Tips for Using Rollling Pins

by connie on August 23, 2013

Using  patterned rolling pins to make Springerle cookies is the fastest and most efficient way to make them. Need 1000 cookies for the church bazaar? Your family members eat them by the dozen? You are the only one in your family that still bakes them, but everyone expects you to send them for the holidays? Then, a rolling pin might be for you.

There are two main problems that may be encountered when using the rolling pins: cookies that are slanted on the top surface and cookies that are alternately thick and thin. Firstly, most of us have a stronger arm and so you need to be aware of this fact, so think about applying even pressure on both sides of the rolling pin as you roll. If you roll without considering this, those of you who are right handed will naturally have cookies that are thinner on the right side. So practice and think even pressure as you roll. Secondly, once you start rolling the Springerle rolling pin over the dough, DON’T STOP, because if you do you will release pressure and that area will be thicker and when you resume rolling the pressure will be heavier. So, COMMITT and keep rolling until you run out of dough!

These tips require that you already roll out your Springerle dough to an even thickness and slightly wider than the width of your rolling pin. I also suggest that you roll the dough a little thicker than you would for a single press and don’t forget to consider the depth of the carving on your rolling pin. And remember , it will always be easier to roll on a table level than countertop level, allowing you to apply pressure using you shoulders as well as your arms.

Go forth and make many, many  Springerle!


{ 14 comments… read them below or add one }

1 h.pollard 08.26.13 at 4:04 am

Dear Connie,
Want to buy your moulds which look absolutely super. Can one pay by paypal? I really do not like paying with a credit card.
Thank you.

2 Carol 08.28.13 at 7:12 am

I was wondering if anyone has used your molds to mold chocolate. Your designs are exquisite and would look great on top of cupcakes in chocolate.

3 monica 09.20.13 at 9:03 am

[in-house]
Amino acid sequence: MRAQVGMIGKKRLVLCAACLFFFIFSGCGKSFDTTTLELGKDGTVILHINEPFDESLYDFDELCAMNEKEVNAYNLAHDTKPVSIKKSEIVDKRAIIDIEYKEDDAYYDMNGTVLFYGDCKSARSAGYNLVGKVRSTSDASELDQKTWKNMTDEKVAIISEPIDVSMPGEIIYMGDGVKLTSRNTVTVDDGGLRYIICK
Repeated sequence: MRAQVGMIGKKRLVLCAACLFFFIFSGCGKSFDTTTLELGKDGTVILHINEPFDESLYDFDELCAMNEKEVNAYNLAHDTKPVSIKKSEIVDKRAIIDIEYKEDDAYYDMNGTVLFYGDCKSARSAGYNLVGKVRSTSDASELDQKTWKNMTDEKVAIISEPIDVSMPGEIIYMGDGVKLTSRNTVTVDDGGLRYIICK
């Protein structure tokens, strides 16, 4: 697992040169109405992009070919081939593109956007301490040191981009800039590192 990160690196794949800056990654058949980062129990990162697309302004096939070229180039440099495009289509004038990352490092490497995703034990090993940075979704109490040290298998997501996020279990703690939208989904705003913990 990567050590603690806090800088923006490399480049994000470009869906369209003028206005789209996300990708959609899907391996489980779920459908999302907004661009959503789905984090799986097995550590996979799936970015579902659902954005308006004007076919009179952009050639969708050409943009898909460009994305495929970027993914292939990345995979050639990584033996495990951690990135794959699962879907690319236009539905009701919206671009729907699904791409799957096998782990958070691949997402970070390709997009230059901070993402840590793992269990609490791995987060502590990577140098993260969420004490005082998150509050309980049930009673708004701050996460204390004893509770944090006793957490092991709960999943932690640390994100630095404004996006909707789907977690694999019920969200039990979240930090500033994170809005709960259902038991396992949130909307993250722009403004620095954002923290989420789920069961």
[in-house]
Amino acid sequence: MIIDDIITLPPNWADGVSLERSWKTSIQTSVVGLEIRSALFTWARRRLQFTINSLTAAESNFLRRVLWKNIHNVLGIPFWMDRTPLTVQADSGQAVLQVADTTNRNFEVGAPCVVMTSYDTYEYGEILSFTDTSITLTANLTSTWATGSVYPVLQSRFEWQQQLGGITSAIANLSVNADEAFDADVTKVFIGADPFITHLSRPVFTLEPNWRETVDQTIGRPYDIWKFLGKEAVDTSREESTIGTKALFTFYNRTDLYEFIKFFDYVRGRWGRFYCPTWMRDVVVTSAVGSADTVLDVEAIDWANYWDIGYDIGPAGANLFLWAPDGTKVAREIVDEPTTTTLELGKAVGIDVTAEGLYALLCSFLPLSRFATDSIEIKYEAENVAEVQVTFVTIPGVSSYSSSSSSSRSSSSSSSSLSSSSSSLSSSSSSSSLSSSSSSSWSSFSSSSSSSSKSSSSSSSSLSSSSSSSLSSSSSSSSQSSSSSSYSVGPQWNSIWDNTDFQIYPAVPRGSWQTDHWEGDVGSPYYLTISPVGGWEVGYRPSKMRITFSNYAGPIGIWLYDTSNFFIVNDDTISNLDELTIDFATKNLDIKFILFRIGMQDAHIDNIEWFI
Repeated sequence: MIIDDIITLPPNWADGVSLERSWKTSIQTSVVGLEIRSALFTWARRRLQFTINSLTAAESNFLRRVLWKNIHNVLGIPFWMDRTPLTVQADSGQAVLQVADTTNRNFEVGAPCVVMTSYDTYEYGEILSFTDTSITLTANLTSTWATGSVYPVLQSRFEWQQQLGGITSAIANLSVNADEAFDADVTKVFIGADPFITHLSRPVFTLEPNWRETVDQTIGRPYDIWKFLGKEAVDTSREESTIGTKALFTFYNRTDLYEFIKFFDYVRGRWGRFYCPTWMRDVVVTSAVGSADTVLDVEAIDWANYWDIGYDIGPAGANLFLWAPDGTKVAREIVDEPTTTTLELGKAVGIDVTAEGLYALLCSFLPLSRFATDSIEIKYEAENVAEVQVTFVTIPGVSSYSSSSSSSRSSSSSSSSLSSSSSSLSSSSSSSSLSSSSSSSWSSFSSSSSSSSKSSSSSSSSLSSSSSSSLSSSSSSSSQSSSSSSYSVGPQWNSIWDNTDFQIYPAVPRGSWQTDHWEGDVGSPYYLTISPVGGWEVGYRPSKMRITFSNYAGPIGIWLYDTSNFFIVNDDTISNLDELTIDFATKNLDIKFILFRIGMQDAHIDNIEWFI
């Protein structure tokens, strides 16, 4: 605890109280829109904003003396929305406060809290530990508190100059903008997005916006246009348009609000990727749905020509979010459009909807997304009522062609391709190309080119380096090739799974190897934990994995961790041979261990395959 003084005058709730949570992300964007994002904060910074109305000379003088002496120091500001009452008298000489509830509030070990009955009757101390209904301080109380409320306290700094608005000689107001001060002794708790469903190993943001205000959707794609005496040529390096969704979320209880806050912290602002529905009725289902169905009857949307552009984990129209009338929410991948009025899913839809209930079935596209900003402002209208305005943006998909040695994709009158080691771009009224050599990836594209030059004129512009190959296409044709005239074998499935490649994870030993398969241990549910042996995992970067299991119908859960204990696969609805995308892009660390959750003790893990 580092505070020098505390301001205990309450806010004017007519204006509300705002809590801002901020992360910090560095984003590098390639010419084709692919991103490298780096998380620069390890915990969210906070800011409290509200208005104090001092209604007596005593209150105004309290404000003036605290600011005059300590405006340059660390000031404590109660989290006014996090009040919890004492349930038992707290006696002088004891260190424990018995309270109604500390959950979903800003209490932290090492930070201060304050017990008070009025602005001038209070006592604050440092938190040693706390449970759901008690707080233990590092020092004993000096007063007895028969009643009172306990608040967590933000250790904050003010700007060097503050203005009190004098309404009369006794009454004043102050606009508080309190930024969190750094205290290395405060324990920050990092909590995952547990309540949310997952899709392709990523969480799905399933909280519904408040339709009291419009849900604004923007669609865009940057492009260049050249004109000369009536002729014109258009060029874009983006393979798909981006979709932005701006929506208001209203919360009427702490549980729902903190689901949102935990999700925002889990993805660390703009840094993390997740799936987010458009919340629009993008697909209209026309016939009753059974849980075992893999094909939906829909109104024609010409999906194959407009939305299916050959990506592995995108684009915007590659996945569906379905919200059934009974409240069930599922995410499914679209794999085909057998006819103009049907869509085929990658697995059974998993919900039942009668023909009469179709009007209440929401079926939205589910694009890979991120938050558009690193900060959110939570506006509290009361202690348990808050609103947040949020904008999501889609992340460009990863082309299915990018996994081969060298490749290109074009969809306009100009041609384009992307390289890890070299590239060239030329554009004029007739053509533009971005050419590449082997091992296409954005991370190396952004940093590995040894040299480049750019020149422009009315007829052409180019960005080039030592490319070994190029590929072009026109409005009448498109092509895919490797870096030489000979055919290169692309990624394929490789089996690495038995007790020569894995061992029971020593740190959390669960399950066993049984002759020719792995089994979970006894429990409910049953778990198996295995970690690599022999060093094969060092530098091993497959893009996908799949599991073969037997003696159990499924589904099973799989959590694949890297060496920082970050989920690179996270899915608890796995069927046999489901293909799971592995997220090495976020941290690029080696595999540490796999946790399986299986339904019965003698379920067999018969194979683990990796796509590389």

Connie, I went to one of your classes at house on the hill several years ago. You distributed a recipe for soft glazed gingerbread. I made them and they turned out fantastic – everyone loved them and they held the design of deeper molds just fine. Can you post a copy of that recipe again? Thanks.

4 connie 09.25.13 at 11:38 am

Hi Monica,

This recipe is posted on the House on the Hill web site. Here is the link: The glaze recipe is also there.

I am teaching a class tomorrow; we have such fun learning to make cookies! Good to hear from you.

Happy Baking! Connie

5 connie 09.25.13 at 11:47 am

Hi Carol,

You may use our cookie molds with modeling chocolate or chocolate fondant. See this example:

Generally you need flexible molds to work with melting chocolate and our molds are not flexible.

Best, Connie

6 Paula 11.02.13 at 8:51 pm

Hi Connie! I want to learn about this beautiful cookies, just I want to know what happens if I don’t like the anise flavor, what another flavor I can use, can be a edible esence? Which is the difference between oil and esence? Thanks!

7 Cora Hursey 12.06.13 at 7:52 pm

Connie, I recieved the rolling pin, Merry Christmas and hartshorn, just a couple days ago, and am very pleased with my choices. I had recently purchased the Joseph adjustable rolling pin, and this works great, especially for the larger piece of dough required for the rolling pin. You might want to include this in your offers as it is kinda hard to find. All the cookies are same thickness, and so fast. I will be using the Joseph for rolling out dumplings and other things as well, but it is really big help for springerle cookies. My first time at making a presentable springerle, thanks!!

8 Elle 12.22.13 at 10:33 pm

Do you need to use a rolling pin or a press to make these? Could you just roll them out and cut the dough into squares. Of course I won’t have the beautiful pictures, but I’d have the cookie, no?

9 connie 01.27.14 at 5:05 pm

Hi Elle,

You don’t have to use a press. It’s true that you could just cut the dough into squares. But by pressing a design onto the top surface you also create tiny little air escape routes. So use the bottom of a cut glass or press a fork partially into the surface a few times so that the Springerle does not get too puffy.


10 Pamela Friedler 11.07.16 at 7:42 am

Thank you for this great blog, your tips are always so helpful.

11 connie 11.18.16 at 1:07 pm

Thank you Pamela. Keep on baking! Connie

12 Mike 04.04.17 at 3:36 pm

Hi Connie,

Can a springerle roller be used to make a shaped pasta? Will the impression be on both sides of the dough? Will the impressions remain during the boiling of fresh pasta dough?

Thank you.

13 Susana 10.02.17 at 4:25 am

Nice texture 🙂

14 Janet Beaumont 02.25.18 at 1:06 pm

When I use my beautiful House on the Hill Rolling Pin, I am not able to get a full press of some of the deeper moulds, like the grapes, so the center looks flat. Do i just need to press harder? I dont want to break the handles. Thanks!

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